May 12, 2010 — Details on the much-anticipated climate change and energy policy bill are beginning to surface in the media. The legislation, crafted by Sens. John Kerry (D-Mass.), Joe Lieberman (I-Conn.) and Lindsey Graham (R-S.C.) is styled “the American Power Act.”
Summaries of the act spell out a goal of reducing greenhouse gas emissions by 17 percent by 2020 and 80 percent by 2050. To achieve these cuts, the act will reportedly use a carbon cap-and-trade program.
The national cap-and-trade program would replace existing state and regional programs of a similar kind, and compensate the governments affected for their lost revenue.
Only the largest polluters would be required to participate in the program: Those who emit more than 25,000 tons of carbon dioxide per year.
The act would create a price collar for carbon emissions, with initial floor and ceiling prices set at $12 per ton (increasing at 3 percent over inflation annually) and $25 per ton (increasing at 5 percent), respectively.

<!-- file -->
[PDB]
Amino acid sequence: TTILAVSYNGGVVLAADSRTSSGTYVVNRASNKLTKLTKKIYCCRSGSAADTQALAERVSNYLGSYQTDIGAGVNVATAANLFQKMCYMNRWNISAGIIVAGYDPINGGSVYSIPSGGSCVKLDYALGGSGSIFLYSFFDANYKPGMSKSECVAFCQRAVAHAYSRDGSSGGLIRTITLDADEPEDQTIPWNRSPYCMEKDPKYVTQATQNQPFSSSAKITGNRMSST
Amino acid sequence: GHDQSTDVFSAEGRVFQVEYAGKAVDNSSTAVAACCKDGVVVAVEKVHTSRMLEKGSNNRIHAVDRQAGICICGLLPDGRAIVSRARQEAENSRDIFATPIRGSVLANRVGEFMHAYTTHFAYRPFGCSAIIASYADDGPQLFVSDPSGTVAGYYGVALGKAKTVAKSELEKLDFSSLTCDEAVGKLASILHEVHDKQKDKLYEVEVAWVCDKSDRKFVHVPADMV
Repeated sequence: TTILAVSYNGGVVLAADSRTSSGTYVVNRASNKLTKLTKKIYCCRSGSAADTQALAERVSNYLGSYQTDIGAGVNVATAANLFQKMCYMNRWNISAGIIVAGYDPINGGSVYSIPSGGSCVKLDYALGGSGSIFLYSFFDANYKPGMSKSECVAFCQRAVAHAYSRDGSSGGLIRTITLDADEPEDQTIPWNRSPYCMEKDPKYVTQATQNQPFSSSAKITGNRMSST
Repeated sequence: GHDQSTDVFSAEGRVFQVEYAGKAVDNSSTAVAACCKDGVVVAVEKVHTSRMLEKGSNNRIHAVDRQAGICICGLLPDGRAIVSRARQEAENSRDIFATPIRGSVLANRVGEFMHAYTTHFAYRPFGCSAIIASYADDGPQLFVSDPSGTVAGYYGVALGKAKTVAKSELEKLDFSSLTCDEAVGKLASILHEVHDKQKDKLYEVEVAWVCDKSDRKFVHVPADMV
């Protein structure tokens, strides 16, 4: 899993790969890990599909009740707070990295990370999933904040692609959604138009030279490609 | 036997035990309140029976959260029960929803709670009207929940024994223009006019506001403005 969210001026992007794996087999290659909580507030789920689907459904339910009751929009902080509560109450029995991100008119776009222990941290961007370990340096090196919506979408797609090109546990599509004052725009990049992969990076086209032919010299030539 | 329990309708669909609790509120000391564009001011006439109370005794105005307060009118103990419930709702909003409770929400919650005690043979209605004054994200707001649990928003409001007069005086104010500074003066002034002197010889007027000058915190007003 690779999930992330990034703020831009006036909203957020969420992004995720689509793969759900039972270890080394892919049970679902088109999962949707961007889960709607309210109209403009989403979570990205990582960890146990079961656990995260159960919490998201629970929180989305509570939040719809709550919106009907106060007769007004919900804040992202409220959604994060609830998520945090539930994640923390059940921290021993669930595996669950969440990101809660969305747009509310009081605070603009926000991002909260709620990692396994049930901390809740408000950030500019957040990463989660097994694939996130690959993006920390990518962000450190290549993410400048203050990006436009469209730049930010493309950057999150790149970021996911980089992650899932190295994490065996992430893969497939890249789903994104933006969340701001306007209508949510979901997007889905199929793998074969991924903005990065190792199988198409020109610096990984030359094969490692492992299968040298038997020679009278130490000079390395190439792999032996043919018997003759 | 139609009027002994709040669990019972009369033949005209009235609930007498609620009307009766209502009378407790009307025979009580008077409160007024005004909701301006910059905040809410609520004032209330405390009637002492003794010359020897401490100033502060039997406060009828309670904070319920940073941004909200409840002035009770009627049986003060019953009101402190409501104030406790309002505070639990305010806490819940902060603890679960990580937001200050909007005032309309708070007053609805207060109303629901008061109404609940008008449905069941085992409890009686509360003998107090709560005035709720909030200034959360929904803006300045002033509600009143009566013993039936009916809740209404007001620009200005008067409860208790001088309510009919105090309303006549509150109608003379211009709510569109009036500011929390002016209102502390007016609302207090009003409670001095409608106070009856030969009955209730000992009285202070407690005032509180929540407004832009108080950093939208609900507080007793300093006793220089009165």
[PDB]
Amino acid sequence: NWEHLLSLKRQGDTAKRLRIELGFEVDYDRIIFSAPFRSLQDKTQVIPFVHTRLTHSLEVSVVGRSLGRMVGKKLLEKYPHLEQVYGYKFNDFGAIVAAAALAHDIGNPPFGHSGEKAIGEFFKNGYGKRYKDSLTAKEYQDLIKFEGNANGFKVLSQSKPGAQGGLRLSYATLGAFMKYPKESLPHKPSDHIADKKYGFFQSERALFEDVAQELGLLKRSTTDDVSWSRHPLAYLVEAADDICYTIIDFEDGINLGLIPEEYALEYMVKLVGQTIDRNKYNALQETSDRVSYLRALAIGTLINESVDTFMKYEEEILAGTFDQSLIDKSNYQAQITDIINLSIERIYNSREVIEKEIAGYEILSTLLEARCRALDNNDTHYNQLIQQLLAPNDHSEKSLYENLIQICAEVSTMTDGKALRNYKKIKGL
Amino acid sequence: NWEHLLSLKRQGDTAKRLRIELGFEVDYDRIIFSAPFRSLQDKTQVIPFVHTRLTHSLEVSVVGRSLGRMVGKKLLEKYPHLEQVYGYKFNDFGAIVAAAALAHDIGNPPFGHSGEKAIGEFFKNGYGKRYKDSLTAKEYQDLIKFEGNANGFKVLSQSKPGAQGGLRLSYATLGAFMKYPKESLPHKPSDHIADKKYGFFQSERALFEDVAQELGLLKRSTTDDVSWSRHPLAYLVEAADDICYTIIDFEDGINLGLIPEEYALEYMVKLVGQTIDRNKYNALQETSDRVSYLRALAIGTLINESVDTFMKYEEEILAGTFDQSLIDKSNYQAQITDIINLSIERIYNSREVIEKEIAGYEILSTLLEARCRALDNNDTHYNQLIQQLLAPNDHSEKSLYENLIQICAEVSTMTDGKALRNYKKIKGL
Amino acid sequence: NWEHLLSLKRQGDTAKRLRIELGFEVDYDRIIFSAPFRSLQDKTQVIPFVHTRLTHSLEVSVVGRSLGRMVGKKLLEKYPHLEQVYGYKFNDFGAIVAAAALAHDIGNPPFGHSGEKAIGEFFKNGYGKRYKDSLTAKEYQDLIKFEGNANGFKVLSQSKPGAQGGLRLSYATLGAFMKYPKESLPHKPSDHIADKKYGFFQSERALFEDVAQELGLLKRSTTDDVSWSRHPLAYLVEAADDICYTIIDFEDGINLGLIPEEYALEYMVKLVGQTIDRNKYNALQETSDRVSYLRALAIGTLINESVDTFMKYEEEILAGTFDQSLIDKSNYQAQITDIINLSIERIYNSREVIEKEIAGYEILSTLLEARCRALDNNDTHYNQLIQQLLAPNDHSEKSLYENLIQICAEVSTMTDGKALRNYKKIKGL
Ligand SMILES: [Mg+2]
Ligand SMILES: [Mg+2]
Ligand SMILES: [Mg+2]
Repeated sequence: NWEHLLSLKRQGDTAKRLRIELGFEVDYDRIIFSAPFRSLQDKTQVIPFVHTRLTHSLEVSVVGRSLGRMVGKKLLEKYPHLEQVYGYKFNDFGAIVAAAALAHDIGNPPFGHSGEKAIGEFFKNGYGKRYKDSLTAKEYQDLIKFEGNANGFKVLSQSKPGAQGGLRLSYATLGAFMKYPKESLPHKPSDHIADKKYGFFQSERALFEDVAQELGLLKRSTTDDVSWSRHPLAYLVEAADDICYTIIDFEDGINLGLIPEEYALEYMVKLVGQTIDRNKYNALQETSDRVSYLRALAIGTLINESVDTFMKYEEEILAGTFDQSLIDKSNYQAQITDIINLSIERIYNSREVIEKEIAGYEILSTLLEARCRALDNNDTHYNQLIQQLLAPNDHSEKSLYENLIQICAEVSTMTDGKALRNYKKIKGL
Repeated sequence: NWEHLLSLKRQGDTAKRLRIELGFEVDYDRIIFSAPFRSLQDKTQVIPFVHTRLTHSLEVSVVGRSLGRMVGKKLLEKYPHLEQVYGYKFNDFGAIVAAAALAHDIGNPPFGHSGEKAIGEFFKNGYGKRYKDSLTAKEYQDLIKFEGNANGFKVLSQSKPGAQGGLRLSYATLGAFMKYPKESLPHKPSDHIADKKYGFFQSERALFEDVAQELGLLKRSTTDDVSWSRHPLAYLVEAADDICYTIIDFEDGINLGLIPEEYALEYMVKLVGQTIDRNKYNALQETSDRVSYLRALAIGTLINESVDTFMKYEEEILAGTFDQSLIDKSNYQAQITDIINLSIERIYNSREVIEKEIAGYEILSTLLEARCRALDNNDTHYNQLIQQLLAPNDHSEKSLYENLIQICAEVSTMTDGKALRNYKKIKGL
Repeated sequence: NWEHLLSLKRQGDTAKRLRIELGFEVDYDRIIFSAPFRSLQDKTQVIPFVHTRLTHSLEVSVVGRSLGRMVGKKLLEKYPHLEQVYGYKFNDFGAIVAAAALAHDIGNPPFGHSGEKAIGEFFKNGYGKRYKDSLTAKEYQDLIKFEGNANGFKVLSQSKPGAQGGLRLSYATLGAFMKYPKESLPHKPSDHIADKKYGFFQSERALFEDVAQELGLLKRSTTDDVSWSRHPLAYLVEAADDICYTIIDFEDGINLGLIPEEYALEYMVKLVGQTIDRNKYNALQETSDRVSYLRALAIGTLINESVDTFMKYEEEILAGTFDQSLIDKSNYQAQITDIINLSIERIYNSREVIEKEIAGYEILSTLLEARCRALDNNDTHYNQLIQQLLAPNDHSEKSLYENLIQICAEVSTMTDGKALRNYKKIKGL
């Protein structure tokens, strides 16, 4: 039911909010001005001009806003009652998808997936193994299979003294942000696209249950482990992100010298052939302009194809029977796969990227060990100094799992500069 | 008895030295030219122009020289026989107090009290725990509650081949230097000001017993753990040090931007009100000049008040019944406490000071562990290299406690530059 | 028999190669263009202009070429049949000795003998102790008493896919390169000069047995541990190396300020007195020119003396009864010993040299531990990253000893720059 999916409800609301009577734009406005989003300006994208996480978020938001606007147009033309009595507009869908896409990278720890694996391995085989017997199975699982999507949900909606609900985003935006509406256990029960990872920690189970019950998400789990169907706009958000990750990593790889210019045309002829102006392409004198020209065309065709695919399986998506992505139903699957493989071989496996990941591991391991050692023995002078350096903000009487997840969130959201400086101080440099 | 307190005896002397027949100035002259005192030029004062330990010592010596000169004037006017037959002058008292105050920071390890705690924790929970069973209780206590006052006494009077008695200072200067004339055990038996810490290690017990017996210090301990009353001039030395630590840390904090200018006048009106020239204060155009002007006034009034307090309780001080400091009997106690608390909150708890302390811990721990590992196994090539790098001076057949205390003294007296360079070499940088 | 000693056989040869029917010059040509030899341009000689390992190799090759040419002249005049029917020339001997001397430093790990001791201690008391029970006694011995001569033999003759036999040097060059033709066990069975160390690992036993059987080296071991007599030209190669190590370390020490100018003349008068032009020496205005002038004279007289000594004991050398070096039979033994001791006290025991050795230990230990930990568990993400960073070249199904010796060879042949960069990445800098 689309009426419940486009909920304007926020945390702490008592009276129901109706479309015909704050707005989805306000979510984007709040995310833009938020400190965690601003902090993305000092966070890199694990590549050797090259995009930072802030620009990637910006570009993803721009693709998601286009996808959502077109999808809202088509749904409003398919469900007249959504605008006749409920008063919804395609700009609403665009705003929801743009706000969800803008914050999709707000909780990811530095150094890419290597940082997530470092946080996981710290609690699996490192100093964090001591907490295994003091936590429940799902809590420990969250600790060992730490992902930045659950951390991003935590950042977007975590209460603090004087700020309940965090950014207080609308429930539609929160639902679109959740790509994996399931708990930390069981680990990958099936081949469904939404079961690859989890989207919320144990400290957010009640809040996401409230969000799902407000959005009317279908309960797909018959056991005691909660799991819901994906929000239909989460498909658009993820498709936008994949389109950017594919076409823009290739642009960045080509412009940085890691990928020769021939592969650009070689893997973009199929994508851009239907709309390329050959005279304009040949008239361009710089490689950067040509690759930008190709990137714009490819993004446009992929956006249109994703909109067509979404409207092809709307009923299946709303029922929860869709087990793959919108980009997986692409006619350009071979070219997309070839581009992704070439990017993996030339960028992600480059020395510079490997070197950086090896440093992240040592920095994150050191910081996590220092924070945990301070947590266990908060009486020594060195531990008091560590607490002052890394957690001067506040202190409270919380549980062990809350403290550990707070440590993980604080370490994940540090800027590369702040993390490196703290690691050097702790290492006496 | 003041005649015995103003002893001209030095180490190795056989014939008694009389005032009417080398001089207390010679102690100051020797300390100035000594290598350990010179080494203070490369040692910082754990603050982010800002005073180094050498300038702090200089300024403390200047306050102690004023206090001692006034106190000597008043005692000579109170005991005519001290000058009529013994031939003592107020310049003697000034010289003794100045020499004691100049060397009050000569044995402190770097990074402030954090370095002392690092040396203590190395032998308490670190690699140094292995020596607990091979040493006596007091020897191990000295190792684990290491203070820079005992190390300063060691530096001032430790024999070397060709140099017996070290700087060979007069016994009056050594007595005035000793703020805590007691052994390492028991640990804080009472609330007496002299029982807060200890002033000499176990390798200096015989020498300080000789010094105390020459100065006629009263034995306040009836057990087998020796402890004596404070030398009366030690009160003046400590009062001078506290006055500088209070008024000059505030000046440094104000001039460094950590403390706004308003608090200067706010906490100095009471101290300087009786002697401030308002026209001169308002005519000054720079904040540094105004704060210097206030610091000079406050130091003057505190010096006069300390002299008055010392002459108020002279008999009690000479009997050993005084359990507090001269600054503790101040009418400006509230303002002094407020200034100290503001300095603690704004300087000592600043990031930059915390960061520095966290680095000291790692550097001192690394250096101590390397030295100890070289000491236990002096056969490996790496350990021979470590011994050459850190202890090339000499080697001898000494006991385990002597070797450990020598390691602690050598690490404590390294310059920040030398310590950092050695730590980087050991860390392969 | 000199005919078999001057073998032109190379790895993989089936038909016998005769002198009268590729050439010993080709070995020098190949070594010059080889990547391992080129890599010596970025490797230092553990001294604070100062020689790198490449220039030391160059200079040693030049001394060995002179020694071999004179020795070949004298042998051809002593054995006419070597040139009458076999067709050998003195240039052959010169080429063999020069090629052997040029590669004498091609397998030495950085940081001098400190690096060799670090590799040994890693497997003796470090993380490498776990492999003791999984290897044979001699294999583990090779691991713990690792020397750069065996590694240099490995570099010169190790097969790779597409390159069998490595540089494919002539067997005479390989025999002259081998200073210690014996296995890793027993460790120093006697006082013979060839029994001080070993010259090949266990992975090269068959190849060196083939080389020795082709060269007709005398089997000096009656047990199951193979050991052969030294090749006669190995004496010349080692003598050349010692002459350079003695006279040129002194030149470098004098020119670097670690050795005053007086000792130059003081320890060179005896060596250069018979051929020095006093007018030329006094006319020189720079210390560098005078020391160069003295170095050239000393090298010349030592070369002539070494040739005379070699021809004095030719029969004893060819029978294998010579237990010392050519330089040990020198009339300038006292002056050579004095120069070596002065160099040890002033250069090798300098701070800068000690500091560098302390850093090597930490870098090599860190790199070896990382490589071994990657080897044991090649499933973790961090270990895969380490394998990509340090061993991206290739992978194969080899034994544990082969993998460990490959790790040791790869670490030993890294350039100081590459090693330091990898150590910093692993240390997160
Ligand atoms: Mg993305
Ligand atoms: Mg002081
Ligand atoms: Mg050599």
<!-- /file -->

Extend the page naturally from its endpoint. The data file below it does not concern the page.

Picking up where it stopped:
The act would expand the clean energy manufacturing tax credit by $5 billion and provide incentives for the production of advanced vehicles and component parts and funding investments in energy efficiency innovation.
The act includes a bundle of financial incentives that provide regulatory risk insurance for 12 nuclear power projects, accelerated depreciation for nuclear plants, $5.4 billion in loan guarantees for nuclear projects, an investment tax credit to promote new nuclear construction and a manufacturing tax credit designed to spur the manufacture of nuclear parts in the U.S.
In the natural gas sector, the act would remove disincentives in the power sector for natural gas-fired generation at merchant plants.
To provide cost protections for consumers, energy bill discounts and direct rebates will be paid out, with further assistance given to Americans who could be disproportionately impacted by potential energy price jumps via tax cuts and an energy refund program.